I started the Late Shift in the U.S. Army

By | July 18, 2023

[July 18, 2023]  Shortly after graduation from Drill Sergeant School at Fort Polk, Louisiana, in 1978, I was promoted to Staff Sergeant in the Infantry and was assigned to a Basic Training unit.  Duty was tough.  The job demanded long hours, a high level of physical fitness, strict adherence to Army regulations, and extreme self-discipline.  The days were long; fortunately, I started the late shift at 0600.

Looking in from the outside, the life of a Drill Sergeant appeared as an ideal assignment.  Your job was pushing new soldiers to learn basic combat skills, military drill and ceremony, weapons proficiency, memorization of General Orders, and getting them into physical shape.  While that was true, this perception was far from reality.  A Drill Sergeant’s day began early and ended late, and the workweek was seven days per week.

Historically, each basic course cycle lasts ten weeks, and the schedule is filled with a barrage of activities from wake-up to lights-out.  Only during breaks between cycles did a Drill Sergeant get a break.

From my vantage point, you had to be one tough SOB to survive two years as a Drill Sergeant.  You take no crap from any new soldier.  But simultaneously, you had to observe new soldiers carefully to ensure they were not in danger or hiding an injury or a crime.  Drill Sergeants don’t like surprises.  One way to ensure recruits are honest is to push them so hard that they cannot lie.  That’s what we did, and it worked.

A tired recruit is a good recruit.  One of my favorite activities in my platoon of all-male soldiers was the Rifle Drill.  This was great because I would stand on a raised platform and give rifle commands.  The upper body does not have the endurance of the lower body, so it was easy to tire out any soldier.  One day I’m giving commands, and one of the new soldiers calls his M16A1 rifle a “gun.”  I had him run around the formation calling out, “This is my rifle, this is my gun,” repeatedly.

Humor is found in the smallest of places, and I found it funny that the young man was running around singing this tune.  When, to my surprise, another recruit laughed at the poor slob running.  Then there were two soldiers running.  One called out, “This is my rifle …” and the other sang, “That’s not funny.  That’s not funny.”  I nearly fell off the platform, laughing.  Ah, yes, I did have a crude sense of humor.

I’m glad I spent my time as a Drill Sergeant.  It helped me develop and better appreciate my circumstances.  At the end of my two years, I was up for Sergeant First Class but chose to return to college for my degree.  In college, I would join ROTC and be a cadet until graduation.

Later as an officer, I wore the Drill Sergeant “pumpkin” patch on my right pocket and was often asked how I earned it.  Only Enlisted Soldiers can earn a DS patch.  To this day, I’m happy I could survive being a Drill Sergeant.


Please read my books:

  1. “55 Rules for a Good Life,” on Amazon (link here).
  2. “Our Longest Year in Iraq,” on Amazon (link here).
Author: Douglas R. Satterfield

Hello. I'm Doug and I provide at least one article every day on some leadership topic. I welcome comments and also guests who would like to write an article. Thanks for reading my blog.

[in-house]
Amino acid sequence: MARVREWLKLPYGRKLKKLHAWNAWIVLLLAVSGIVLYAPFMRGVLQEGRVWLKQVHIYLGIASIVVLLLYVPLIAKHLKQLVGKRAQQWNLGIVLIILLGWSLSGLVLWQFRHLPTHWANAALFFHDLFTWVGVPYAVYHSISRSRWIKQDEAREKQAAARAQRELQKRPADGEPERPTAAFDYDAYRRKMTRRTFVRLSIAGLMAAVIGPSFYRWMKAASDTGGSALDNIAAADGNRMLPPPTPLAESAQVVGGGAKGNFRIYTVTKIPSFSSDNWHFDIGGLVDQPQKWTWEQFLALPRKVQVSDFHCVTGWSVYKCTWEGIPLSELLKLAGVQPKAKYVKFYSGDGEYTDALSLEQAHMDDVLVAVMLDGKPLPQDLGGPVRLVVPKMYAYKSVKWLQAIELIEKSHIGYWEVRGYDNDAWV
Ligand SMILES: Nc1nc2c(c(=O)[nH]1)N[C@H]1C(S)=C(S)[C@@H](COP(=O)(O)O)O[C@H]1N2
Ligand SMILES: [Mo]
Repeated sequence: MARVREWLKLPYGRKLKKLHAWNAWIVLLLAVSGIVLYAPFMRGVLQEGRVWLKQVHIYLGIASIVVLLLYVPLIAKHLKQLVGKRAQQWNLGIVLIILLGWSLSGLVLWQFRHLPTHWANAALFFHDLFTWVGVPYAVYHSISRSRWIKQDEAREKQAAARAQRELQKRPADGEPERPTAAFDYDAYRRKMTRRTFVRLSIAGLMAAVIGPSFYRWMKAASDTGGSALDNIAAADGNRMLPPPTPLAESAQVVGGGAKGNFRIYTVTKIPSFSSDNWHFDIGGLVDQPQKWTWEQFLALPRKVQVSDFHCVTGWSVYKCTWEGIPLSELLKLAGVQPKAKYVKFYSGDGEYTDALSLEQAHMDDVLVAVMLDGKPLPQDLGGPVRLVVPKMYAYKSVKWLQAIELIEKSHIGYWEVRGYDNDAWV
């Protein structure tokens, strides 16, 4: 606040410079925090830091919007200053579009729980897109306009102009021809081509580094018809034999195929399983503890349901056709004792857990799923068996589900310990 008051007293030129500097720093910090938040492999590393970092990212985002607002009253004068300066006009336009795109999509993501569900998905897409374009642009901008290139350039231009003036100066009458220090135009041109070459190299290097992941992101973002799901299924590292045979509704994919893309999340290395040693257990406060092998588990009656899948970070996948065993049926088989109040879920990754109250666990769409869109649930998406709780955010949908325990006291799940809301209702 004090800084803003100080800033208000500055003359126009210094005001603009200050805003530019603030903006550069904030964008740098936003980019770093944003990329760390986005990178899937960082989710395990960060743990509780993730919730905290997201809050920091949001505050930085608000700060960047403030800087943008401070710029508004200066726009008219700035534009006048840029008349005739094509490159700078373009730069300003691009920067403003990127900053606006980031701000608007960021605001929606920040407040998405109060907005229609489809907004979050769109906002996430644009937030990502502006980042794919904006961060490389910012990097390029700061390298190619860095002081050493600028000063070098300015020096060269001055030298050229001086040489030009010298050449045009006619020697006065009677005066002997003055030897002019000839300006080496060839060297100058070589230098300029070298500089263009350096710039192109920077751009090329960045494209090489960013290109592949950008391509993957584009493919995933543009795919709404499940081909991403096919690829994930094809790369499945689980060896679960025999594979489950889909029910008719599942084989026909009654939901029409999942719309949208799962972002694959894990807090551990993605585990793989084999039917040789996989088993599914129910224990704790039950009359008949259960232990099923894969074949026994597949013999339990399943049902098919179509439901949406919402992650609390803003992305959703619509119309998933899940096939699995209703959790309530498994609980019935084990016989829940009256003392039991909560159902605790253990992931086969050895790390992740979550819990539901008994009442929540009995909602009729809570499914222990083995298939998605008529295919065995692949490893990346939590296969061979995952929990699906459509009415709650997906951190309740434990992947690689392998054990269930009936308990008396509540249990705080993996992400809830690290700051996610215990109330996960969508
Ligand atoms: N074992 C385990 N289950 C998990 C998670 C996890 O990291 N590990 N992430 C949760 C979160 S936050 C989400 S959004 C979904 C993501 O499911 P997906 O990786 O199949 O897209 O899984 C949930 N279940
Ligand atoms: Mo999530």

19 thoughts on “I started the Late Shift in the U.S. Army

    1. Lady Hawk

      Just saw your comment, Liz. Yes, and what woman doesn’t like it too.

  1. Idiot Savant

    Army humor is what I call “low” and if you can participate in it and understand it, then you are a very special kind of person and that person is a good person.

  2. Erik Pettersen

    One day I’m giving commands, and one of the new soldiers calls his M16A1 rifle a “gun.” I had him run around the formation calling out, “This is my rifle, this is my gun,” repeatedly.
    — What is so funny about this and unsaid is that the recruit running around say this is pointing at his M16 rifle when he says “rifle” and pointing at his dick when he says “gun.” Now that gives a bit more context here for you non-military types who are loving this site and Gen. Satterfield. …… you are welcome!

  3. JT Patterson

    Gen. Satterfield, you know me as one of your long-term readers and often comment. I just wanted to say thanks and that I esp. enjoyed this particular article. Long ago, I was in the US Navy and we had out own issues in boot camp. Keep giving us great stories.

  4. Army Vet

    As an Army veteran and having gone thru bootcamp myself, this is very funny. But there are those who are not able mentally to tolerate the basic training camps and are quick to drop out. The Army is not for everyone, despite the whacko Democrat Party trying to conduct a social experiment and have degenerates as part of the army.

        1. Patriot Wife

          Thank all of you men for your service to our country.

  5. Julia

    Excellent, Gen. Satterfield. If you have more stories from your enlisted time, let me know.

  6. Good Dog

    “A tired recruit is a good recruit.” ha ha ha ha ha ………………………….
    Gen. S. you nailed it and made me laugh.

    1. Greg NH

      This is why I read this website ever day. Gen. Satterfield is the greatest and he posts every day no matter what (unless he is in the hospital ….. yep). Get a small dose of leadership everyday. But, like Gen. Satterfield says, you have to look for the gems in his articles, because sometimes (he is human) he doesn’t always spell it out for dummies like me.


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